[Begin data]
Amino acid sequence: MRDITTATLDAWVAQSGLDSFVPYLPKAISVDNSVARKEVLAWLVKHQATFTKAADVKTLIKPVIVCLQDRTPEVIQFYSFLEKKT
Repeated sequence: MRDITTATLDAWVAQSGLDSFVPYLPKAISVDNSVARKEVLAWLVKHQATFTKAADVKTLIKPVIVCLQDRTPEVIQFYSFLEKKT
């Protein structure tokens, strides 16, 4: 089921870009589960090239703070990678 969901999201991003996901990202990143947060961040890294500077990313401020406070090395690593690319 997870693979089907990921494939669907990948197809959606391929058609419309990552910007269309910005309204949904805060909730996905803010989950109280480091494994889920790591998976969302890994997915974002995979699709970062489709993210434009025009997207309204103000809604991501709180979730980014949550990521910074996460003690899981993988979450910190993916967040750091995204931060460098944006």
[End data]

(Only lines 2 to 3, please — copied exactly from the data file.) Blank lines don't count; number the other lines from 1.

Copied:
Repeated sequence: MRDITTATLDAWVAQSGLDSFVPYLPKAISVDNSVARKEVLAWLVKHQATFTKAADVKTLIKPVIVCLQDRTPEVIQFYSFLEKKT
């Protein structure tokens, strides 16, 4: 089921870009589960090239703070990678 969901999201991003996901990202990143947060961040890294500077990313401020406070090395690593690319 997870693979089907990921494939669907990948197809959606391929058609419309990552910007269309910005309204949904805060909730996905803010989950109280480091494994889920790591998976969302890994997915974002995979699709970062489709993210434009025009997207309204103000809604991501709180979730980014949550990521910074996460003690899981993988979450910190993916967040750091995204931060460098944006």